The use of the word ‘Heavy’ in the above tweet is commonly used when purchasing classic packs of Pokémon cards as the rarer, holographic cards are heavier than the regular, non-holographic cards you can pull in a pack. This makes packs of a certain weight a lot more expensive than others.
There are a handful of cards in the base set packs that can sell for as much money as some people earn in a year, with the most expensive being a holographic ‘Charizard’ card. The other two starters from the original Red and Blue games — ‘Blastoise’ and ‘Venusaur’ — also sell for a lot, but Charizard was the most popular, and sells for the highest price.
If I have one of these cards, how much is it worth?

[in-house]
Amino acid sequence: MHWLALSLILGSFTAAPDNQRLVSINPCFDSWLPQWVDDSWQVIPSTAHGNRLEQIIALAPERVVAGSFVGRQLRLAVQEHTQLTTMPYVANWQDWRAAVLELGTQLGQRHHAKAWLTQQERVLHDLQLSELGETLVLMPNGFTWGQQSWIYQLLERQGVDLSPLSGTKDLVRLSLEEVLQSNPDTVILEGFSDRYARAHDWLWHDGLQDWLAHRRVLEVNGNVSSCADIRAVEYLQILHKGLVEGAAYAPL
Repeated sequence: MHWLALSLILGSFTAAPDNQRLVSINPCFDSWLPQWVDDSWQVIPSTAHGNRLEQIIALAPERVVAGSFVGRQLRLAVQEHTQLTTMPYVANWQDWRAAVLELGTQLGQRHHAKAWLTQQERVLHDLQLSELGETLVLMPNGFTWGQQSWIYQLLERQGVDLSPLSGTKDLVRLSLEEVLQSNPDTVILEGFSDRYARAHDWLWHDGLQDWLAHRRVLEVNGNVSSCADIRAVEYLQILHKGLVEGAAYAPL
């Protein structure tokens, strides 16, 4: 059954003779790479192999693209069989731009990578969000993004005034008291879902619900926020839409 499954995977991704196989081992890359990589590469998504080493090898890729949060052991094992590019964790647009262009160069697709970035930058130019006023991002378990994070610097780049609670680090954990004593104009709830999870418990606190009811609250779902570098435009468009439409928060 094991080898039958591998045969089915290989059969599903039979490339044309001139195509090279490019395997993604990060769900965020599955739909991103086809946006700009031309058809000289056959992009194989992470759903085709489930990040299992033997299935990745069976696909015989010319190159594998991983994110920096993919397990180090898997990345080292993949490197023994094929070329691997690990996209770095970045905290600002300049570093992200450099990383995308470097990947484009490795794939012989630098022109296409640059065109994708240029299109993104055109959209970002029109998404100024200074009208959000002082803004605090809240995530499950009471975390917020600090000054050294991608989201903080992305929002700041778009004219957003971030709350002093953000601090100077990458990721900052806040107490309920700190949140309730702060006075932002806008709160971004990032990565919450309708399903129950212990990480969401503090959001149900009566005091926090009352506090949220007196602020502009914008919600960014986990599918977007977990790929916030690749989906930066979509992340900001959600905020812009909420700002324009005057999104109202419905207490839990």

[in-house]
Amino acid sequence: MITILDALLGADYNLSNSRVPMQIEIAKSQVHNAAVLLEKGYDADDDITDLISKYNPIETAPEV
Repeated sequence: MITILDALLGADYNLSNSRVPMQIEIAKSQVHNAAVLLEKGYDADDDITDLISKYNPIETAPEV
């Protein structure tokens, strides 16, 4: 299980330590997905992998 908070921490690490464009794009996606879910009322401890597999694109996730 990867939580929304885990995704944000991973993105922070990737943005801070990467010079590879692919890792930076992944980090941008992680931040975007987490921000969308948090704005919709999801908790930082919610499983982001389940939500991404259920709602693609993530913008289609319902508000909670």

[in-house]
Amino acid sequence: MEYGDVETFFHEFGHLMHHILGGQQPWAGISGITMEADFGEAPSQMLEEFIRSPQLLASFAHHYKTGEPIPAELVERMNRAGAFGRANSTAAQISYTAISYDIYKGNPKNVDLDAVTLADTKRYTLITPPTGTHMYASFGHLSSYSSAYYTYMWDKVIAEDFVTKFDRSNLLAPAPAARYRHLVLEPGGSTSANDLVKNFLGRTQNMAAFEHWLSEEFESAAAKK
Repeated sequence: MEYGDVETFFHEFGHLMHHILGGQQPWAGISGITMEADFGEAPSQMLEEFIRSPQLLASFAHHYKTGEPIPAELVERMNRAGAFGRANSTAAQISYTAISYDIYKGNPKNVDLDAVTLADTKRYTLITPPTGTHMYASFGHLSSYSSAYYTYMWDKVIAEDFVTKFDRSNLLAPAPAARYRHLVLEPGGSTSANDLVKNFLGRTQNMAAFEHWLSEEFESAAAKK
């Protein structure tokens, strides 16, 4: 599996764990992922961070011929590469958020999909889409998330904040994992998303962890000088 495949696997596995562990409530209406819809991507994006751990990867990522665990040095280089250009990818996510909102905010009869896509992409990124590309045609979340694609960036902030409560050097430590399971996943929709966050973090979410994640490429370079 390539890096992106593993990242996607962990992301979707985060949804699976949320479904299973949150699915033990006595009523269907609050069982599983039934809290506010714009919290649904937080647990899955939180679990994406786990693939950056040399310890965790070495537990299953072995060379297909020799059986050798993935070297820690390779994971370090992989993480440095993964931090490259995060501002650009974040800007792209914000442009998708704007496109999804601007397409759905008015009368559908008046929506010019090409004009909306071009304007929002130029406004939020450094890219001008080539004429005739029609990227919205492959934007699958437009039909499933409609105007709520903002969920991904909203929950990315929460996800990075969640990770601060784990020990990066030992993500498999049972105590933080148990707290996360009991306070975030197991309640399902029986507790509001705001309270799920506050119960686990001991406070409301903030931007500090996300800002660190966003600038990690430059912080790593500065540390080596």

There have been a lot of stories posted online where people have gone back to their parent’s house, and found incredibly rare Pokémon cards in binders that haven’t been touched in years. There are also stories of parents throwing away old Pokémon cards that turned out to be worth a lot of money — if you are tidying up your house, make sure you know what you are throwing away!
Let’s imagine that you have just found the binder of Pokémon cards you collected as a child in an old, dusty box; and were hit by a wave of nostalgia as the cards you once obsessed over were again in your hands. If you were to find a holographic Charizard (card number 4 out of 102) that was in perfect condition, you could send it off to be graded (more on this later), and potentially have a piece of card worth $55,000 or more. LeonHart pulled one of these cards himself after opening a Base Set booster pack, and has had offers approaching $100,000 for the card, assuming it is graded at the highest level. Lower grades of the cards can drastically reduce the price, which is why the highest level is so popular among collectors.